Catcher in the Rye


In 1951, one J. D. Salinger authored the controversial yet the most renowned novel of its time, The Catcher in the Rye. Although the book was initially meant for an adult audience, it would later be learned that the adolescents found more interest in the text than the elderly did (Takeuchi 167). Holden Caulfield is the protagonist in the book, and through his character, Salinger`s audience gets to explore the themes of identity, loss, innocence, connection, and belonging. On the one hand, readers can content that Holden is not a sociopath, nevertheless, on the other hand, it presents to the audience that Holden must be suffering from psychologically related problems; mental illness and depression.

The character, behavior and morals of Holden reflect an individual who suffers from psychologically linked disorders thought the text, Catcher in the Rye. Even though the signs and symptoms of these clinical conditions overlap, Holden is one character who gives intriguing medical manifestations, whose symptoms could lead to a very different diagnosis from the most probable. When somebody is stressed and traumatized, they are in most cases diagnosed of Post-Traumatic Stress Disorder (PTSD), bipolar, and depression (Levin 158). Based on the presentations of Holden, mental sickness and depression is the most likely diagnosis, in alignment with other symptomatic psychological maladies.

In the book, Holden has encountered two incidents that destabilized his psychological integrity. Firstly, the demise of Allie, Holden`s younger brother, and secondly, when the protagonist witnessed the catastrophic suicide. Holden, furthermore, feels anxious because he is not at peace with his parents because he is an academic dwarf. According to data by the Center for Disease Control, trauma, shock, stress, and anxiety are the primary causes of PTSD (Levin 161).

One of the symptoms that support the diagnosis of PTSD for Holden from the book is that he keeps dwelling his thoughts on flashback.  Holden recalls of his memories with Allie, his deceased brother, as fulfilling and admirable. When he feels stressed in the city, he hopes that Allie would protect him if he were alive (Takeuchi 163). An expansive part of the book is about the childhood memories of Holden, which ratifies the concern of PTSD due to his persistence to living in the past.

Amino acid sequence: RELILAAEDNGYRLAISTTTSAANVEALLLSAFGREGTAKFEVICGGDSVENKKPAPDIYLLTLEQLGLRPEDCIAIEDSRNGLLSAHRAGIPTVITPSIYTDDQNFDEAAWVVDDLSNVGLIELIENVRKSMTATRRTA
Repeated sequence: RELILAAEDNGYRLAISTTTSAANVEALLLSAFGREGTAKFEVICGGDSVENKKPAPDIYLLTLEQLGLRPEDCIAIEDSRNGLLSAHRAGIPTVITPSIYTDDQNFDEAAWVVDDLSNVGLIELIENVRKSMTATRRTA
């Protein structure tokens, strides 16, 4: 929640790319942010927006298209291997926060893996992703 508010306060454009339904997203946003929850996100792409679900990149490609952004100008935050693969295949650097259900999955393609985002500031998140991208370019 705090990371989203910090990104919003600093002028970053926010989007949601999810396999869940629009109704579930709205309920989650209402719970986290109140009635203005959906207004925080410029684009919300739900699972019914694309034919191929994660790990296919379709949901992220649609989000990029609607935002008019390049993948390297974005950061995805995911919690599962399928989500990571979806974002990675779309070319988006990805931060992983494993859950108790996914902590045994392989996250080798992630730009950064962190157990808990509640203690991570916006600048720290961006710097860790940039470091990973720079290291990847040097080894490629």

The second symptom Holden presents with is detachment from social life. He walks in solitude. Even at school, he despises his roommates Stradlater and Ackley. This makes him perform poorly academically (Levin 160). The concept of psychological derangement is better manifested when he writes an arrogant letter to his history teacher, Mr. Spencer. Holden does not appreciate change, and he has refused to mature up. He gets irresponsible at school, messes up with friends, parents, and the whole society. The third and last symptom to confirm Holden`s suffering from PTSD is his agitation. At all times and everywhere, Holden feels bad about somebody or something. For instance, his date with Sally Hayes goes sour after his misbehaving.

The second probable psychological diagnosis of Holden is depression. This medical condition makes a patient to lose interest in life. Teenagers could be depressed because of family wrangles, change from childhood to adulthood and hormonal imbalances, as well as the accompanying responsibilities (Levin 159). Similarly, Holden has problems at school, his parents have no pride in him, his most cherished friend and brother Allie is dead, and responsibilities are out of proportion (Takeuchi 165). Holden is depressed. The symptoms and clinical signs Holden present within the text, Catcher in the Rye, are many. For example, he is extremely defiant as seen in his essay, and his behavior is uncouth. He is always moody and had no appetite to eat in a healthy manner. He suffers from insomnia; he delights in inviting whores in his room, and he is cynical and hardly finds happiness in anything. Finally, Holden has suicidal thoughts, and he keeps meditating about his impending death.